Lennie asks whose fault is it?

Published 7:36 pm Thursday, March 6, 2014

Editor’s note: The North Carolina Press Association awarded Lennie Rizzo’s Special Cases column titled “Whose fault is it?” first place in the state competition for serious columns.
Bulletin publisher Betty Ramsey enthusiastically accepted this and other awards Thursday, Feb. 27 in Raleigh, N.C.

Last Friday at the vets’ office I was asked to come and look at a dog. The owners were asked if I could look at the dog and they said okay.
I gazed at this 5-month-old Boxer and began shaking with anger, pity and frustration.
What I saw before me was a young Boxer covered with demodex mange.
His body was full of scabs and sores and his paws were all bloody and swollen to twice the normal size. He couldn’t even figure out how to lie down without discomfort and pain. I don’t know how to process the kind of thinking that would allow such a thing to happen.
I received the phone number and called the owners, offering to pay all expenses for whatever it took to make him whole and happy again, if they would turn him over to me.
I was told the Boxer contracted the mange while they were on a three-day trip and a friend was watching him.
I was also told the vets had given them antibiotics and his condition occurred rapidly.
Keeping my calm I said, “If you love him at all, please let me have him, I promise he’ll have the best life possible.”
“I’ll ask my wife,” I was told by the gentleman, “and I’ll let you know tomorrow.”
There was nothing I could do then but pray, which I did with all my might.
My wife had asked me the day before why I was crying in church. All I could think of was that this poor boy doesn’t know any better, he thinks that this is how life is supposed to be. He’s very sweet and will attempt the Boxer wiggle for the least bit of attention, but this is not because of its owners, it is in spite of them. There ought to be laws against such things happening and if there are, let’s find a way to enforce them better.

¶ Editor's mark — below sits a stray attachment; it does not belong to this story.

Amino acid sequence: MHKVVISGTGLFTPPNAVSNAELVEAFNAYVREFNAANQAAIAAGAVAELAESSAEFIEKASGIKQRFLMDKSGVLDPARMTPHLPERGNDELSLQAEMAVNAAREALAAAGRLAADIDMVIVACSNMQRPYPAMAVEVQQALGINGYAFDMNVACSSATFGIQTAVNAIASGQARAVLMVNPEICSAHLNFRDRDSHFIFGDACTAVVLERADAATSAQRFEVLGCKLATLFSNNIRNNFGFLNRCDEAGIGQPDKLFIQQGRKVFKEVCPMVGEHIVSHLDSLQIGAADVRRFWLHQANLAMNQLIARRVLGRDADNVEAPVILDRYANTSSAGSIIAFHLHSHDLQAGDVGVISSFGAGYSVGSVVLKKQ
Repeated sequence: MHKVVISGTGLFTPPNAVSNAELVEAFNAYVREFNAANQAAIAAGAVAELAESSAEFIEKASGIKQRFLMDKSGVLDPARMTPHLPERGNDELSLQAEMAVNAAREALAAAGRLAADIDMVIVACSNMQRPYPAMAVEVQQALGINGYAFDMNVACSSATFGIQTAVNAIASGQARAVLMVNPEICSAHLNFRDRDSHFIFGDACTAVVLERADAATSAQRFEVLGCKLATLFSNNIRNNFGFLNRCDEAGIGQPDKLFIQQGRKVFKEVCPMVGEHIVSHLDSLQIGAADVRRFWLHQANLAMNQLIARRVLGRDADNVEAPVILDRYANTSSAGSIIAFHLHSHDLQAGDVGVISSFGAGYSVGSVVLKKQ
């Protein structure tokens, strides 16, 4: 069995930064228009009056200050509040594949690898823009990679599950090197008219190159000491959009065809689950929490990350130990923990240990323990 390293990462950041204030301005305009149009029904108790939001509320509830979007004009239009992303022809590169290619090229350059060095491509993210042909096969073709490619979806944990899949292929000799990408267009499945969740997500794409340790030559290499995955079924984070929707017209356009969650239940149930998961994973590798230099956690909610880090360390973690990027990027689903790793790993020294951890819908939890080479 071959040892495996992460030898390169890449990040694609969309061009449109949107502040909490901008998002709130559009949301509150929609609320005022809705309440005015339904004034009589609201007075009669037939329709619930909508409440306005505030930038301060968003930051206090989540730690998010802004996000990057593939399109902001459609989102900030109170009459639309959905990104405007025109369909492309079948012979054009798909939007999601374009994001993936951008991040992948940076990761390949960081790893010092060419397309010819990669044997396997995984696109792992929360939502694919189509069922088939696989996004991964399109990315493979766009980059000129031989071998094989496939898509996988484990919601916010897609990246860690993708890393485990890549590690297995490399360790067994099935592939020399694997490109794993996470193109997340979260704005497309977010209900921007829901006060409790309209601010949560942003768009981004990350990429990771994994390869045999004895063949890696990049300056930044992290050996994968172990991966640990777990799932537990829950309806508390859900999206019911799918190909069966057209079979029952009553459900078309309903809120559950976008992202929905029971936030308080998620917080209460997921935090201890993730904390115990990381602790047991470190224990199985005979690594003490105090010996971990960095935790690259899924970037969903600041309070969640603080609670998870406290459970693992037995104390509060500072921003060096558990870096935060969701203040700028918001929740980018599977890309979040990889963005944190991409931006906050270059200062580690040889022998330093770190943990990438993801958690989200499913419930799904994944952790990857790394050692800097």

No matter what the circumstances, this puppy should have been cared for sooner, but all I heard were excuses.
“He’s an outside dog,” whatever the heck that means.
I think of two people in charge of watching a puppy, and somehow it escapes and falls into a pool. The two people stand there and argue about whose fault it was while the puppy drowns. If you think that’s a bit harsh, welcome to my world.
On Monday evening, I received a call from the Boxer’s owners. They were going to pay for his medicine and care for him at home, and they would pick him up on Tuesday.
I was also told that a new shelter was being built for him.
There wasn’t anything I could do, so I asked if I could visit him in a few weeks to see how he’s doing.
“No problem,” I was told, “come any time.”
On Tuesday morning, I went to visit and pray for him because I couldn’t make my usual promise that all will be alright. I learned at that time that his owners were offended that I had interfered on how they should care for their dog.
Isn’t that typical?
I hope that someone who has authority reads this and makes a visit themselves or with me. I also hope I’m made the fool and the dog in question becomes a happy and healthy companion in his owners’ hands.
Thanks for listening.

This photo shows the boxer’s paws and other body parts bleeding from sores caused by mange. (photo by Lennie Rizzo)

This photo shows the boxer’s paws and other body parts bleeding from sores caused by mange. (photo by Lennie Rizzo)

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